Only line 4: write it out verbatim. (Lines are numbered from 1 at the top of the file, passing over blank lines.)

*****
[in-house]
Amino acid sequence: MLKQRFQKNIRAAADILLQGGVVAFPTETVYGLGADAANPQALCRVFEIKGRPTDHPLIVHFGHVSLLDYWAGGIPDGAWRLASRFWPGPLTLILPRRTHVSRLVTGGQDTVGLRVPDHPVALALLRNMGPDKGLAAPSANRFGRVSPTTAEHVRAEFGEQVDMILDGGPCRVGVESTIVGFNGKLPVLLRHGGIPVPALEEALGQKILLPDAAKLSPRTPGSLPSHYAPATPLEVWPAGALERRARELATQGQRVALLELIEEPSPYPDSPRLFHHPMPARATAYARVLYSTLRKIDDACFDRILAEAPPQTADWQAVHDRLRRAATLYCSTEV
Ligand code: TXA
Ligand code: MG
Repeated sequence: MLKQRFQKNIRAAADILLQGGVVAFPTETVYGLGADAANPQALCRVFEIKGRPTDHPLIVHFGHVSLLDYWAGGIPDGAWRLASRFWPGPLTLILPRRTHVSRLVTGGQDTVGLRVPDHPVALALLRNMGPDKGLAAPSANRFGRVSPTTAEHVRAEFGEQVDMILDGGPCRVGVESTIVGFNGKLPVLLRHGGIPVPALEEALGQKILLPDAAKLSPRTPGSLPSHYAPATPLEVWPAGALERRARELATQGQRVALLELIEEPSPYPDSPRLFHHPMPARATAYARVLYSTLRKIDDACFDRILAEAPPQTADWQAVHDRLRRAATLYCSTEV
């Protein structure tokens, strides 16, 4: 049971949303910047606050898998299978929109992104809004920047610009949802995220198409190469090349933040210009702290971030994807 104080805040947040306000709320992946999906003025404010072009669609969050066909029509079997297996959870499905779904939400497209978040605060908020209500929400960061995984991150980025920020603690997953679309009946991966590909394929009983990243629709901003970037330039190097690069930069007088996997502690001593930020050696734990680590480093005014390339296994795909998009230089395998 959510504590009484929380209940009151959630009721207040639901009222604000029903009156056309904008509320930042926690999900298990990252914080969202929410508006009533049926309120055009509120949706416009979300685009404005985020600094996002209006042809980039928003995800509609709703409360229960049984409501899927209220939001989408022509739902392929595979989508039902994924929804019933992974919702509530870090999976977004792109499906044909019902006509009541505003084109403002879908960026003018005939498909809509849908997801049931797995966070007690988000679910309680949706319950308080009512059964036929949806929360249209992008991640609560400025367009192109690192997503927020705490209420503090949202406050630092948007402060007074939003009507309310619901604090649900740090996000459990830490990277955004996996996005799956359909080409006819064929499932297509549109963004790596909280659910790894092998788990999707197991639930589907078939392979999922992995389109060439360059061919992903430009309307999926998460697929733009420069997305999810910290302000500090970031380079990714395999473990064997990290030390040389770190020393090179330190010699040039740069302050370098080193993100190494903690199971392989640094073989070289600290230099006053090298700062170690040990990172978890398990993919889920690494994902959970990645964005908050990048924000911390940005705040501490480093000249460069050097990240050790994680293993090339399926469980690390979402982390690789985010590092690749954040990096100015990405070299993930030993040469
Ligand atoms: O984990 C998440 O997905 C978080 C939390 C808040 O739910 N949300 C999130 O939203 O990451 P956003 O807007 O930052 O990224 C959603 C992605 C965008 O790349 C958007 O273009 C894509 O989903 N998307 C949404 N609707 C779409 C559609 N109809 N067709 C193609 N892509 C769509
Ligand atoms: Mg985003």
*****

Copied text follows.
Ligand code: MG